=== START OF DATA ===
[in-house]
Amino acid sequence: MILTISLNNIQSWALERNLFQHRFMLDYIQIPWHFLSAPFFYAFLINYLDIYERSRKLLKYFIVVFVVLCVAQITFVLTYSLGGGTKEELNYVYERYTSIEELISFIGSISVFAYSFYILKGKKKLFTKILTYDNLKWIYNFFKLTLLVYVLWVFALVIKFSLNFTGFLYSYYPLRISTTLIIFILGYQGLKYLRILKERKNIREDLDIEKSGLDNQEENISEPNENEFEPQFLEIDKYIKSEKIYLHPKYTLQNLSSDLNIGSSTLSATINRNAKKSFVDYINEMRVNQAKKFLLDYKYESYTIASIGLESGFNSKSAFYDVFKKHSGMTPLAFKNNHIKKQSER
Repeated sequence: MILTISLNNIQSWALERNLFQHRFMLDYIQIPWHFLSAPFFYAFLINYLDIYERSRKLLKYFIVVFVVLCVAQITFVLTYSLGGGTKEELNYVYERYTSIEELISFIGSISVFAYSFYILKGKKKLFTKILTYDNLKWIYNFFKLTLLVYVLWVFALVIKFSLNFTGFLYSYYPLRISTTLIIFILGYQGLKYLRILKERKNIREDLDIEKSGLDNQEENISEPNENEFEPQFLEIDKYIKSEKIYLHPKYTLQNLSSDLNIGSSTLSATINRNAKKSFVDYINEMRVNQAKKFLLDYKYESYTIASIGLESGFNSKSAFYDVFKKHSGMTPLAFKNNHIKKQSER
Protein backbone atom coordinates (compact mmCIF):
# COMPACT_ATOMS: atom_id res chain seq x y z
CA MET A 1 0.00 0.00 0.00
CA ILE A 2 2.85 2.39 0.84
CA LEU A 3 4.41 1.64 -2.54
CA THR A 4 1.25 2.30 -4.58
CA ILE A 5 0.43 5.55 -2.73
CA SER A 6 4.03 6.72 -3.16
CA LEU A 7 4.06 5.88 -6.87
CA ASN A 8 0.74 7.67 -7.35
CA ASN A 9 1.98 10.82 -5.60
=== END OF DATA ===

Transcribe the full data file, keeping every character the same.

[in-house]
Amino acid sequence: MILTISLNNIQSWALERNLFQHRFMLDYIQIPWHFLSAPFFYAFLINYLDIYERSRKLLKYFIVVFVVLCVAQITFVLTYSLGGGTKEELNYVYERYTSIEELISFIGSISVFAYSFYILKGKKKLFTKILTYDNLKWIYNFFKLTLLVYVLWVFALVIKFSLNFTGFLYSYYPLRISTTLIIFILGYQGLKYLRILKERKNIREDLDIEKSGLDNQEENISEPNENEFEPQFLEIDKYIKSEKIYLHPKYTLQNLSSDLNIGSSTLSATINRNAKKSFVDYINEMRVNQAKKFLLDYKYESYTIASIGLESGFNSKSAFYDVFKKHSGMTPLAFKNNHIKKQSER
Repeated sequence: MILTISLNNIQSWALERNLFQHRFMLDYIQIPWHFLSAPFFYAFLINYLDIYERSRKLLKYFIVVFVVLCVAQITFVLTYSLGGGTKEELNYVYERYTSIEELISFIGSISVFAYSFYILKGKKKLFTKILTYDNLKWIYNFFKLTLLVYVLWVFALVIKFSLNFTGFLYSYYPLRISTTLIIFILGYQGLKYLRILKERKNIREDLDIEKSGLDNQEENISEPNENEFEPQFLEIDKYIKSEKIYLHPKYTLQNLSSDLNIGSSTLSATINRNAKKSFVDYINEMRVNQAKKFLLDYKYESYTIASIGLESGFNSKSAFYDVFKKHSGMTPLAFKNNHIKKQSER
Protein backbone atom coordinates (compact mmCIF):
# COMPACT_ATOMS: atom_id res chain seq x y z
CA MET A 1 0.00 0.00 0.00
CA ILE A 2 2.85 2.39 0.84
CA LEU A 3 4.41 1.64 -2.54
CA THR A 4 1.25 2.30 -4.58
CA ILE A 5 0.43 5.55 -2.73
CA SER A 6 4.03 6.72 -3.16
CA LEU A 7 4.06 5.88 -6.87
CA ASN A 8 0.74 7.67 -7.35
CA ASN A 9 1.98 10.82 -5.60